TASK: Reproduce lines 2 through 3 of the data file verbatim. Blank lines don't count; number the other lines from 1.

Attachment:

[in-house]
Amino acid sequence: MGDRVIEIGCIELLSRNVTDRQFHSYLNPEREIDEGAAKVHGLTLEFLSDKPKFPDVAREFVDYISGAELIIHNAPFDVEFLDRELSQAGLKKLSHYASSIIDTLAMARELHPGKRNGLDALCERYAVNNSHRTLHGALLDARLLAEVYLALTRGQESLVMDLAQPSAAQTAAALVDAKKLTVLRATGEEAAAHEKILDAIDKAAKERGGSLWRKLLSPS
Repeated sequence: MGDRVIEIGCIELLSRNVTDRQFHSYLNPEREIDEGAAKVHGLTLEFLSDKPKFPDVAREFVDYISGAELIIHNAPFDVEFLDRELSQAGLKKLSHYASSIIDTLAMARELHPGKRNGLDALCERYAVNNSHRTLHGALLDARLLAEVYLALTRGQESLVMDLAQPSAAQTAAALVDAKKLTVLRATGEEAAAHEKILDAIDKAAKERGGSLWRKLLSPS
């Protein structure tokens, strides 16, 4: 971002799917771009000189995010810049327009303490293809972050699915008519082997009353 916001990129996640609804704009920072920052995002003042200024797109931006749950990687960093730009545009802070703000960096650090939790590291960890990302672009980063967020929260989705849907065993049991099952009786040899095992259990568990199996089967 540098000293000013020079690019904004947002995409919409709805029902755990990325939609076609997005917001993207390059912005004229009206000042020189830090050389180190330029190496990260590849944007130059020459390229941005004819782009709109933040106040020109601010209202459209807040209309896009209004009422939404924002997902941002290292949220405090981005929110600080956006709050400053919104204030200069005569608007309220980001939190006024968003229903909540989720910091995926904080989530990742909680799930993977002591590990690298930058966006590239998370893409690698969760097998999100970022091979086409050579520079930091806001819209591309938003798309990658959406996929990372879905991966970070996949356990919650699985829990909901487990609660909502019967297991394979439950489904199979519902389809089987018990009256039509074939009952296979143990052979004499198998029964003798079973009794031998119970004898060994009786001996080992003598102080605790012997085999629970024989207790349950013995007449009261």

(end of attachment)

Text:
Amino acid sequence: MGDRVIEIGCIELLSRNVTDRQFHSYLNPEREIDEGAAKVHGLTLEFLSDKPKFPDVAREFVDYISGAELIIHNAPFDVEFLDRELSQAGLKKLSHYASSIIDTLAMARELHPGKRNGLDALCERYAVNNSHRTLHGALLDARLLAEVYLALTRGQESLVMDLAQPSAAQTAAALVDAKKLTVLRATGEEAAAHEKILDAIDKAAKERGGSLWRKLLSPS
Repeated sequence: MGDRVIEIGCIELLSRNVTDRQFHSYLNPEREIDEGAAKVHGLTLEFLSDKPKFPDVAREFVDYISGAELIIHNAPFDVEFLDRELSQAGLKKLSHYASSIIDTLAMARELHPGKRNGLDALCERYAVNNSHRTLHGALLDARLLAEVYLALTRGQESLVMDLAQPSAAQTAAALVDAKKLTVLRATGEEAAAHEKILDAIDKAAKERGGSLWRKLLSPS